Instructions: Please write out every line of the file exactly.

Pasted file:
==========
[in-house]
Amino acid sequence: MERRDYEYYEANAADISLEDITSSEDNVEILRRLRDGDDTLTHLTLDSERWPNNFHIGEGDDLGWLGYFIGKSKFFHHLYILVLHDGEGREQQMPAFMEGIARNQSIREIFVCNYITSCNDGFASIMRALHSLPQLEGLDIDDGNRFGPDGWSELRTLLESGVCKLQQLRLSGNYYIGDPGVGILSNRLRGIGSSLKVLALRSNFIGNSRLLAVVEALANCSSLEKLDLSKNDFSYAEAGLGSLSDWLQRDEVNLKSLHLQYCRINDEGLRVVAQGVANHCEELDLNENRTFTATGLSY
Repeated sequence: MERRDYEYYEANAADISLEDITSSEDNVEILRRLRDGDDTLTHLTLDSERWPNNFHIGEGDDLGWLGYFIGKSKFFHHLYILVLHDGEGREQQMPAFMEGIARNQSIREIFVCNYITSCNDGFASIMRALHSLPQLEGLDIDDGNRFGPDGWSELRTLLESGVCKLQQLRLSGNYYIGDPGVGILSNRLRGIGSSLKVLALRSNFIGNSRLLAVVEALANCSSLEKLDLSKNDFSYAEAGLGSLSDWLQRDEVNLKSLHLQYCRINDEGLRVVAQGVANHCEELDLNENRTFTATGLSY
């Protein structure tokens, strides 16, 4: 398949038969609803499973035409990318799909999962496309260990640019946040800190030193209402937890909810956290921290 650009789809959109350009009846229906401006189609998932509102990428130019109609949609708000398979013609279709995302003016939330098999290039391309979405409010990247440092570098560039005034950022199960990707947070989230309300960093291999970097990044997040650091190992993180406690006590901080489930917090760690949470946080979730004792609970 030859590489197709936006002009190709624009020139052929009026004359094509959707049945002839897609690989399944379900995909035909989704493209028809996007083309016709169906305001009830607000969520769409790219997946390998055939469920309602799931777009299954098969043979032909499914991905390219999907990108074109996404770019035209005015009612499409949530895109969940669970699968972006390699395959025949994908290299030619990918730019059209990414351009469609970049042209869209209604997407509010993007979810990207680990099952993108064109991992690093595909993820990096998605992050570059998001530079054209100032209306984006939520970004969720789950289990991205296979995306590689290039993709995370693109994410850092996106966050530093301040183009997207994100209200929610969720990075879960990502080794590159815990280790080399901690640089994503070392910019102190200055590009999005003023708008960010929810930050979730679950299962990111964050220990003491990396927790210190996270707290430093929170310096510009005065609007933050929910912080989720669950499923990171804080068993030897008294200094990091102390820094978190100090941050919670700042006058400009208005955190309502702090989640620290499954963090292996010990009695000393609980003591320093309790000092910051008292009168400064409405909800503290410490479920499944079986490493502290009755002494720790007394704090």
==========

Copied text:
[in-house]
Amino acid sequence: MERRDYEYYEANAADISLEDITSSEDNVEILRRLRDGDDTLTHLTLDSERWPNNFHIGEGDDLGWLGYFIGKSKFFHHLYILVLHDGEGREQQMPAFMEGIARNQSIREIFVCNYITSCNDGFASIMRALHSLPQLEGLDIDDGNRFGPDGWSELRTLLESGVCKLQQLRLSGNYYIGDPGVGILSNRLRGIGSSLKVLALRSNFIGNSRLLAVVEALANCSSLEKLDLSKNDFSYAEAGLGSLSDWLQRDEVNLKSLHLQYCRINDEGLRVVAQGVANHCEELDLNENRTFTATGLSY
Repeated sequence: MERRDYEYYEANAADISLEDITSSEDNVEILRRLRDGDDTLTHLTLDSERWPNNFHIGEGDDLGWLGYFIGKSKFFHHLYILVLHDGEGREQQMPAFMEGIARNQSIREIFVCNYITSCNDGFASIMRALHSLPQLEGLDIDDGNRFGPDGWSELRTLLESGVCKLQQLRLSGNYYIGDPGVGILSNRLRGIGSSLKVLALRSNFIGNSRLLAVVEALANCSSLEKLDLSKNDFSYAEAGLGSLSDWLQRDEVNLKSLHLQYCRINDEGLRVVAQGVANHCEELDLNENRTFTATGLSY
């Protein structure tokens, strides 16, 4: 398949038969609803499973035409990318799909999962496309260990640019946040800190030193209402937890909810956290921290 650009789809959109350009009846229906401006189609998932509102990428130019109609949609708000398979013609279709995302003016939330098999290039391309979405409010990247440092570098560039005034950022199960990707947070989230309300960093291999970097990044997040650091190992993180406690006590901080489930917090760690949470946080979730004792609970 030859590489197709936006002009190709624009020139052929009026004359094509959707049945002839897609690989399944379900995909035909989704493209028809996007083309016709169906305001009830607000969520769409790219997946390998055939469920309602799931777009299954098969043979032909499914991905390219999907990108074109996404770019035209005015009612499409949530895109969940669970699968972006390699395959025949994908290299030619990918730019059209990414351009469609970049042209869209209604997407509010993007979810990207680990099952993108064109991992690093595909993820990096998605992050570059998001530079054209100032209306984006939520970004969720789950289990991205296979995306590689290039993709995370693109994410850092996106966050530093301040183009997207994100209200929610969720990075879960990502080794590159815990280790080399901690640089994503070392910019102190200055590009999005003023708008960010929810930050979730679950299962990111964050220990003491990396927790210190996270707290430093929170310096510009005065609007933050929910912080989720669950499923990171804080068993030897008294200094990091102390820094978190100090941050919670700042006058400009208005955190309502702090989640620290499954963090292996010990009695000393609980003591320093309790000092910051008292009168400064409405909800503290410490479920499944079986490493502290009755002494720790007394704090």